Does this infinite four dimensional model represent the future to which Barack Obama is leading us? Is he discarding the old linear model that has caused so much harm and grief, and moving on to an all inclusive model that will work for all us us.

Maybe we are receiving a gift of a new start – a gift that Martin Luther King Jr would want us to have, and a gift that Barack Obama wishes to bring to us.

Today is a good day to take a mere six minutes of quality time to experience the hope that Americans are finally coming together:

Born Again American

Correction and clarification of cloture vote

In 1965, when Medicare was enacted, cloture required two-thirds of those present and voting. My calculation was based on the assumption that the Democrats knew that they had only 57 votes, and would require 10 more if all Senators were present and voting. In fact, 10 did not vote so only 3 additional votes were required. Thus the Republican Senators actually gave them an extra margin of 10 votes (13 yea votes in total), but that could not have been known until the count revealed how many withheld their votes.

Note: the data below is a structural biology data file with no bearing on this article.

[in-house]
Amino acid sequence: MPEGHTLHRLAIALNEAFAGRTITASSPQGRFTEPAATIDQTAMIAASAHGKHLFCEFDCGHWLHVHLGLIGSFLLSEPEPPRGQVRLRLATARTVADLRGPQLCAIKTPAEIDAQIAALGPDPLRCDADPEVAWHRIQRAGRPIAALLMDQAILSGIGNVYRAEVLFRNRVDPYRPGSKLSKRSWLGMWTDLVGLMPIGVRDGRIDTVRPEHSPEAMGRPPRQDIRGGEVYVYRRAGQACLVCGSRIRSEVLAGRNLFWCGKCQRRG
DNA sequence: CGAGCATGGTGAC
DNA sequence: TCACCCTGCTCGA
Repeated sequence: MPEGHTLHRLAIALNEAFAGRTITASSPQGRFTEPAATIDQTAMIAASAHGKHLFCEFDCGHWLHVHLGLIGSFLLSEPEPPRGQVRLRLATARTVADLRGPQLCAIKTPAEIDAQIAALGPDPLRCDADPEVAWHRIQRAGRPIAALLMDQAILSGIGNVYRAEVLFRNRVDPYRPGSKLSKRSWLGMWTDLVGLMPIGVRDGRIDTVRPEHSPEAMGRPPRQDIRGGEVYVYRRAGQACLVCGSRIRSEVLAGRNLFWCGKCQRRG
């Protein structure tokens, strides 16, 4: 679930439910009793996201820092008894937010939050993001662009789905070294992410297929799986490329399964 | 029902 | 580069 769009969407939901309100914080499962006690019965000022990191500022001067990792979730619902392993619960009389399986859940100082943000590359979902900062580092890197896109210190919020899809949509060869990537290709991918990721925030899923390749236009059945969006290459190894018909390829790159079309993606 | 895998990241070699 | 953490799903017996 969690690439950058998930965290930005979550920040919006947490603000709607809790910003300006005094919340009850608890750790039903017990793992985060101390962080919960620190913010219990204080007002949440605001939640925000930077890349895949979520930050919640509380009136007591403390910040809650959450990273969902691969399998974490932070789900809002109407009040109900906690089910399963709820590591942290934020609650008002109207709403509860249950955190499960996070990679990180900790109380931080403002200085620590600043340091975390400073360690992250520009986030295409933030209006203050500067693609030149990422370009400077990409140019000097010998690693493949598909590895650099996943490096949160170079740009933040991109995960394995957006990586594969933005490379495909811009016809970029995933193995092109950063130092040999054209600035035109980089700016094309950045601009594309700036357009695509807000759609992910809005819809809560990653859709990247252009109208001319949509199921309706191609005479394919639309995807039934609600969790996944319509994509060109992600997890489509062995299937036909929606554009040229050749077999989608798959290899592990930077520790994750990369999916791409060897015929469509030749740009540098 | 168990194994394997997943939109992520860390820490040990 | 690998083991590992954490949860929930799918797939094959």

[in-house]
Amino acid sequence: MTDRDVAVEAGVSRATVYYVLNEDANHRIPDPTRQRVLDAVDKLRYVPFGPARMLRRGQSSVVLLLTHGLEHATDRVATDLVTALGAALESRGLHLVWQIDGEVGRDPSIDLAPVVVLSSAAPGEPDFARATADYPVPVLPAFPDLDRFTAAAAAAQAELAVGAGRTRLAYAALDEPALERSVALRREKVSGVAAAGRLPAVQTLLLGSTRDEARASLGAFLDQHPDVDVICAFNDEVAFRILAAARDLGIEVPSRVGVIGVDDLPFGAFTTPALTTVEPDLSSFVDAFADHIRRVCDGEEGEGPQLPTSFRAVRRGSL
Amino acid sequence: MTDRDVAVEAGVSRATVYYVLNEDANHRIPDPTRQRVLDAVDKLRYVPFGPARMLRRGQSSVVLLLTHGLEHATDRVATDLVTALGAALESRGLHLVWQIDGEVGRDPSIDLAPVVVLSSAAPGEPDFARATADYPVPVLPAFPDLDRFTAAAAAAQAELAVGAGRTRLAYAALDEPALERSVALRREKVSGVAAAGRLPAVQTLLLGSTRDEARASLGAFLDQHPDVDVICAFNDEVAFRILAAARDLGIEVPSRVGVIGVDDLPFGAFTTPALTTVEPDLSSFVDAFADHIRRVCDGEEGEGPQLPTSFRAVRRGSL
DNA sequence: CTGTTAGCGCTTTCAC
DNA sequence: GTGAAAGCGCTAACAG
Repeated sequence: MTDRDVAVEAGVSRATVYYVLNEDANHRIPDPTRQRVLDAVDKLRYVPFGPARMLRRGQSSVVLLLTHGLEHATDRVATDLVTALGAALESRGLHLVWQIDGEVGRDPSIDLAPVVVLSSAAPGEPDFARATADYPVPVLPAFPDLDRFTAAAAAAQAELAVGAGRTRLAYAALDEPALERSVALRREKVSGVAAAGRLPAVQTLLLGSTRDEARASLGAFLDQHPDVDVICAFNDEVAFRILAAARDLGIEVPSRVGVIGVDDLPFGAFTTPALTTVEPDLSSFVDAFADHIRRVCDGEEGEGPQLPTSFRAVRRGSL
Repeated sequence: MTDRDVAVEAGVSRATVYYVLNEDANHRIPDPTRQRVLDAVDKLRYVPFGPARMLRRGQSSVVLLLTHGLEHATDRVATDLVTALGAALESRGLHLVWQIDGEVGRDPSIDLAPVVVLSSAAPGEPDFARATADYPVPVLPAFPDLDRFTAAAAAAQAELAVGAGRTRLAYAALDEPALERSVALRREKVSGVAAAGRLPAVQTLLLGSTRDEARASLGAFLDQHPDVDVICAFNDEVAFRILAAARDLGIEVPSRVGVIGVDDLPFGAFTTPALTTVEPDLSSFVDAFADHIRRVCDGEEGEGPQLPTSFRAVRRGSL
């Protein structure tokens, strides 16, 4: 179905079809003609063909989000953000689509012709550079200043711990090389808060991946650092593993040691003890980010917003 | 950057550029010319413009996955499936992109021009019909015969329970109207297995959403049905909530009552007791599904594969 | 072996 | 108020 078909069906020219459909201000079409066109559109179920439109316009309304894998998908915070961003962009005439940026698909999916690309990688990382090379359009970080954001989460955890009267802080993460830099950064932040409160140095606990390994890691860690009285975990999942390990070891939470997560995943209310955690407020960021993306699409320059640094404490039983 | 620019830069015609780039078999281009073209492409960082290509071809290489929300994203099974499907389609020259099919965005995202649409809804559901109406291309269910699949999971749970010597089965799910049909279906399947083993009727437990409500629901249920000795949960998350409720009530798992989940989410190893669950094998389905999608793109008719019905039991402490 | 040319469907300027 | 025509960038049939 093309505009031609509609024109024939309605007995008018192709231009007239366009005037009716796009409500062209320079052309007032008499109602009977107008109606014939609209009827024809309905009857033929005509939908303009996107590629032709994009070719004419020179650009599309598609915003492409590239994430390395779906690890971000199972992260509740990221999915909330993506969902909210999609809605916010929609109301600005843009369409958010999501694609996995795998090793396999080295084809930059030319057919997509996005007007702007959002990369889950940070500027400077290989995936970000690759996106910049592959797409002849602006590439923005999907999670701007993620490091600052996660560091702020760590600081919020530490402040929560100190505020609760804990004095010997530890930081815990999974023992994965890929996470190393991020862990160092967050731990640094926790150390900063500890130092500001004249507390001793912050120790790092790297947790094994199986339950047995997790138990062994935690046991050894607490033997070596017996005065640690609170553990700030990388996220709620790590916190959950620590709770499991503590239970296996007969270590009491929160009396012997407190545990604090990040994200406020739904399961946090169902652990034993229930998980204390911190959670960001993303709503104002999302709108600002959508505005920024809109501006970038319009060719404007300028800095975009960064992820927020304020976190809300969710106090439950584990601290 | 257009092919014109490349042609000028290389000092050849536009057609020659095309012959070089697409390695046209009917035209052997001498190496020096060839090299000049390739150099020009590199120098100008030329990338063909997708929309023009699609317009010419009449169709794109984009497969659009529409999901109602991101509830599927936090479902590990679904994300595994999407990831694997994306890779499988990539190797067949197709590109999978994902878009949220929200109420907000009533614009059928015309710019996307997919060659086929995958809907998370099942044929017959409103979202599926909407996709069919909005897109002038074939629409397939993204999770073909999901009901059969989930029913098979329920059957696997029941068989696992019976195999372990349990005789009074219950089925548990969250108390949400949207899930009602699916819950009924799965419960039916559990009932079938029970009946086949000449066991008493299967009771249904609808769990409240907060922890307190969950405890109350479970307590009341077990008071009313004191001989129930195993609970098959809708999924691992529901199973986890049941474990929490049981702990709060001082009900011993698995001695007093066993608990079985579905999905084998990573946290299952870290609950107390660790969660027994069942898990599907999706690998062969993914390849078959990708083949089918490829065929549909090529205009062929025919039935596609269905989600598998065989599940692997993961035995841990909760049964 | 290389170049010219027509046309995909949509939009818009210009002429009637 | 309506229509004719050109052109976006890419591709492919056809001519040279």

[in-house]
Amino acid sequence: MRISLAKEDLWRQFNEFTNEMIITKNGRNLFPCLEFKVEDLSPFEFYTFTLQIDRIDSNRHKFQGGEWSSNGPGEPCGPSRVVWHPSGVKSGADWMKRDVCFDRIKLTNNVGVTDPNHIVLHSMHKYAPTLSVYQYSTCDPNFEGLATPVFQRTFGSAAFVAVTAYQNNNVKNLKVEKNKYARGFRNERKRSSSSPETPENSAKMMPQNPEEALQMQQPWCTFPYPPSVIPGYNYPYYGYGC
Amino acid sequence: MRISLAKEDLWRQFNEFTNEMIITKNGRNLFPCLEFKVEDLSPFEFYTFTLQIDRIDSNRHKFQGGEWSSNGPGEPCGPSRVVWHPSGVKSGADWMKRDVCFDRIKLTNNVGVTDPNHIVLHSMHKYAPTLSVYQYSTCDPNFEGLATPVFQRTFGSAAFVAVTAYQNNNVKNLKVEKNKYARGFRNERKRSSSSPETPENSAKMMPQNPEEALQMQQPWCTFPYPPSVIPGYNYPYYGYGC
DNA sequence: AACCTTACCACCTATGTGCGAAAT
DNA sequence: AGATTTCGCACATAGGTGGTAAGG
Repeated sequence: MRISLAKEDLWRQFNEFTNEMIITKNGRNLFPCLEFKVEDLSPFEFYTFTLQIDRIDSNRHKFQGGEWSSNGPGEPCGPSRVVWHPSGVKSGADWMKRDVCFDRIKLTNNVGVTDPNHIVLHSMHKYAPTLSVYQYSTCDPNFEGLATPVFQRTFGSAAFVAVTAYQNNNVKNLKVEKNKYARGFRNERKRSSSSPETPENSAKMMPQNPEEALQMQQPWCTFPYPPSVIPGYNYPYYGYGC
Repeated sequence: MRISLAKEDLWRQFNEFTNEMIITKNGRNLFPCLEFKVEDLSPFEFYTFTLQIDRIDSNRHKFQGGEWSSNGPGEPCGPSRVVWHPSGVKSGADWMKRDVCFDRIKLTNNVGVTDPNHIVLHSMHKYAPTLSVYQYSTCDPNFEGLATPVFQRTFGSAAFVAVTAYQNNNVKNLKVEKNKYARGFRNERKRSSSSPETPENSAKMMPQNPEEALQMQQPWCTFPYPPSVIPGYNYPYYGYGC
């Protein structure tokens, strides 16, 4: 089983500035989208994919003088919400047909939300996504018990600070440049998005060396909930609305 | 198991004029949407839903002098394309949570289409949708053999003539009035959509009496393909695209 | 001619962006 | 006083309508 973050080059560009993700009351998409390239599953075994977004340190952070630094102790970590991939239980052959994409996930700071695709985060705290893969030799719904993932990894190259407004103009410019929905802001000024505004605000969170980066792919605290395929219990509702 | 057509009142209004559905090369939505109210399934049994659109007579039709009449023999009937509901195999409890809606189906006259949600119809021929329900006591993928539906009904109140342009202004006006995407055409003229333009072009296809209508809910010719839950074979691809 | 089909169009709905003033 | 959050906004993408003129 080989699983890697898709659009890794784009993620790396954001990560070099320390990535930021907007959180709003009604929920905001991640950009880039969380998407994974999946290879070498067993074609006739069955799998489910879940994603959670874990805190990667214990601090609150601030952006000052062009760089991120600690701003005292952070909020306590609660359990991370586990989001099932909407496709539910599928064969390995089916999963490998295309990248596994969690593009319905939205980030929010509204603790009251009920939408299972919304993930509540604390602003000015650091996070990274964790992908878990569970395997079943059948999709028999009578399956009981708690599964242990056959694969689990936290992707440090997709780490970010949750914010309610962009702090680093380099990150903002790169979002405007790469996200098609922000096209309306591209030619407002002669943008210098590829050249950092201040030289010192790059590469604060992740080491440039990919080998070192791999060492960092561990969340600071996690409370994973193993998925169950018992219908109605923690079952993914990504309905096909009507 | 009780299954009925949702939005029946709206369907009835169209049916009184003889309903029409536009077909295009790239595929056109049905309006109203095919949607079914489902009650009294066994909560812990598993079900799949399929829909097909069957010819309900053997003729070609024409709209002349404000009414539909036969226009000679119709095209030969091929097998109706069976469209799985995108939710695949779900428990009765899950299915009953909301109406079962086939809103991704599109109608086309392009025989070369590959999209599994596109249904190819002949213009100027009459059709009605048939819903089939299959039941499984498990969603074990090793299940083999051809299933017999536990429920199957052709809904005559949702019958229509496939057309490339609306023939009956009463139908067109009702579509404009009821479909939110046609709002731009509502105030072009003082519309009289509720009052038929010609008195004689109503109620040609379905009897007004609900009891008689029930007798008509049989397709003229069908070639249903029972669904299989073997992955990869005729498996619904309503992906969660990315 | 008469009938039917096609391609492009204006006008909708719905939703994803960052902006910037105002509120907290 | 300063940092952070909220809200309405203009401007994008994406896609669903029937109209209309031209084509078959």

In 1975, the cloture rule was changed from two-thirds present and voting to three-fifths of those duly chosen and sworn. That fixes the number at 60 if all seats are filled.

In 2009, there are 56 Democrats duly chosen and sworn, plus Senators Sanders and Lieberman who usually vote with the Democrats. It is improbable that Norm Coleman’s challenge to Al Franken will be upheld, so the Democratic caucus will have 59 of the 60 votes required for cloture. Thus the Democrats will require 1 Republican to cross over, plus 1 more for each Senator that breaks ranks with the Democrats. (Obviously, 11 was in error – pure, simple klutz.)

Today’s message does not change. Let’s end the polarized divide and move on with an all inclusive model that will work for all of us. Let’s all become “Born Again Americans.” Martin Luther King Jr would want that, and tomorrow…

KFF poll on health reform

Posted by on Friday, Jan 16, 2009

This entry is from Dr. McCanne's Quote of the Day, a daily health policy update on the single-payer health care reform movement. The QotD is archived on PNHP's website.

The Public’s Health Care Agenda for the New President and Congress

Kaiser Family Foundation
January 15, 2009

The public ranks action on health care highly as part of efforts to stem the impact of the economic recession and also views reforming health care as one of the top priorities for President-elect Obama and Congress, according to a new national survey conducted by researchers from the Kaiser Family Foundation and the Harvard School of Public Health.